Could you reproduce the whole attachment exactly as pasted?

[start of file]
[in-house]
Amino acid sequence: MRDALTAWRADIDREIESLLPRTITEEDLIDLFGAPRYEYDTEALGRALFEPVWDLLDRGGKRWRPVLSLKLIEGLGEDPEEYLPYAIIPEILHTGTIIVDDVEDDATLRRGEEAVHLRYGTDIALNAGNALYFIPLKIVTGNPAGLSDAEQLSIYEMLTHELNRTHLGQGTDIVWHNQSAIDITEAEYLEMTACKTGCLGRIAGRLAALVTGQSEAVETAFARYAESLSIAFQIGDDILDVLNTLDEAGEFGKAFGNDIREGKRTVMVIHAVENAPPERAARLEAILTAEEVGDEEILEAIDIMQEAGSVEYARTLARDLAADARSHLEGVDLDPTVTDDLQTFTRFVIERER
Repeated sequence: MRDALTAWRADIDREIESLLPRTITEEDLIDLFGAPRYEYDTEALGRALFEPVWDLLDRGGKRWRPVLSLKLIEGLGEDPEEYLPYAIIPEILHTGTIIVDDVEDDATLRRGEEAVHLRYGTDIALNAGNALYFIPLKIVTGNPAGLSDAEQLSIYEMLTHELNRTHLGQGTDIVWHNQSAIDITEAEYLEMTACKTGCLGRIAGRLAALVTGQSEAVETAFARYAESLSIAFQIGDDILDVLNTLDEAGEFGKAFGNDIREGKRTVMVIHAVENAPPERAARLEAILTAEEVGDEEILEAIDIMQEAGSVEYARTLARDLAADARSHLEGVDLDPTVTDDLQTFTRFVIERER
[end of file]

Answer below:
[in-house]
Amino acid sequence: MRDALTAWRADIDREIESLLPRTITEEDLIDLFGAPRYEYDTEALGRALFEPVWDLLDRGGKRWRPVLSLKLIEGLGEDPEEYLPYAIIPEILHTGTIIVDDVEDDATLRRGEEAVHLRYGTDIALNAGNALYFIPLKIVTGNPAGLSDAEQLSIYEMLTHELNRTHLGQGTDIVWHNQSAIDITEAEYLEMTACKTGCLGRIAGRLAALVTGQSEAVETAFARYAESLSIAFQIGDDILDVLNTLDEAGEFGKAFGNDIREGKRTVMVIHAVENAPPERAARLEAILTAEEVGDEEILEAIDIMQEAGSVEYARTLARDLAADARSHLEGVDLDPTVTDDLQTFTRFVIERER
Repeated sequence: MRDALTAWRADIDREIESLLPRTITEEDLIDLFGAPRYEYDTEALGRALFEPVWDLLDRGGKRWRPVLSLKLIEGLGEDPEEYLPYAIIPEILHTGTIIVDDVEDDATLRRGEEAVHLRYGTDIALNAGNALYFIPLKIVTGNPAGLSDAEQLSIYEMLTHELNRTHLGQGTDIVWHNQSAIDITEAEYLEMTACKTGCLGRIAGRLAALVTGQSEAVETAFARYAESLSIAFQIGDDILDVLNTLDEAGEFGKAFGNDIREGKRTVMVIHAVENAPPERAARLEAILTAEEVGDEEILEAIDIMQEAGSVEYARTLARDLAADARSHLEGVDLDPTVTDDLQTFTRFVIERER